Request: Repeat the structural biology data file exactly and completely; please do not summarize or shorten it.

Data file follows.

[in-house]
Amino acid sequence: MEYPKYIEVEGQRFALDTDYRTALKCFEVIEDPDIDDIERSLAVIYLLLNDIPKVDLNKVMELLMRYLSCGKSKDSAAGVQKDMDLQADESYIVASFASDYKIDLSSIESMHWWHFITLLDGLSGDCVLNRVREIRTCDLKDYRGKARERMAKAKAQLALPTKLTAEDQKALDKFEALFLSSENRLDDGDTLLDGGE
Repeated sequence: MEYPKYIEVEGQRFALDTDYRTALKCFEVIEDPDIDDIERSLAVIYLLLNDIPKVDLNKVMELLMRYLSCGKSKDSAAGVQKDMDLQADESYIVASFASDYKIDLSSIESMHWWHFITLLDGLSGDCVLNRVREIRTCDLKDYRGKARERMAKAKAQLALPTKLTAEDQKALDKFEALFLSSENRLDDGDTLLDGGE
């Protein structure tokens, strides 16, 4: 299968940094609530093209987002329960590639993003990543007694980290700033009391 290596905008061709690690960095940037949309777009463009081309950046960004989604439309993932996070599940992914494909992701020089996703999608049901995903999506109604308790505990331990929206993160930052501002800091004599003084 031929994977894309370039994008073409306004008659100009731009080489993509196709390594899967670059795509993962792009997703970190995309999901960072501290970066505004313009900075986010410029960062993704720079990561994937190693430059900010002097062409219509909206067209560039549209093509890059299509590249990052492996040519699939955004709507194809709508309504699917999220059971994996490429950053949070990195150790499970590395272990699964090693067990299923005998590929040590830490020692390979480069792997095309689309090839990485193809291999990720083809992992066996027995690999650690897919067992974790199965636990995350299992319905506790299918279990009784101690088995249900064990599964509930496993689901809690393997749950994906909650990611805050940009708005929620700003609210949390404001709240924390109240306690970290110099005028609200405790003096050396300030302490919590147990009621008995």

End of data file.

[in-house]
Amino acid sequence: MEYPKYIEVEGQRFALDTDYRTALKCFEVIEDPDIDDIERSLAVIYLLLNDIPKVDLNKVMELLMRYLSCGKSKDSAAGVQKDMDLQADESYIVASFASDYKIDLSSIESMHWWHFITLLDGLSGDCVLNRVREIRTCDLKDYRGKARERMAKAKAQLALPTKLTAEDQKALDKFEALFLSSENRLDDGDTLLDGGE
Repeated sequence: MEYPKYIEVEGQRFALDTDYRTALKCFEVIEDPDIDDIERSLAVIYLLLNDIPKVDLNKVMELLMRYLSCGKSKDSAAGVQKDMDLQADESYIVASFASDYKIDLSSIESMHWWHFITLLDGLSGDCVLNRVREIRTCDLKDYRGKARERMAKAKAQLALPTKLTAEDQKALDKFEALFLSSENRLDDGDTLLDGGE
């Protein structure tokens, strides 16, 4: 299968940094609530093209987002329960590639993003990543007694980290700033009391 290596905008061709690690960095940037949309777009463009081309950046960004989604439309993932996070599940992914494909992701020089996703999608049901995903999506109604308790505990331990929206993160930052501002800091004599003084 031929994977894309370039994008073409306004008659100009731009080489993509196709390594899967670059795509993962792009997703970190995309999901960072501290970066505004313009900075986010410029960062993704720079990561994937190693430059900010002097062409219509909206067209560039549209093509890059299509590249990052492996040519699939955004709507194809709508309504699917999220059971994996490429950053949070990195150790499970590395272990699964090693067990299923005998590929040590830490020692390979480069792997095309689309090839990485193809291999990720083809992992066996027995690999650690897919067992974790199965636990995350299992319905506790299918279990009784101690088995249900064990599964509930496993689901809690393997749950994906909650990611805050940009708005929620700003609210949390404001709240924390109240306690970290110099005028609200405790003096050396300030302490919590147990009621008995």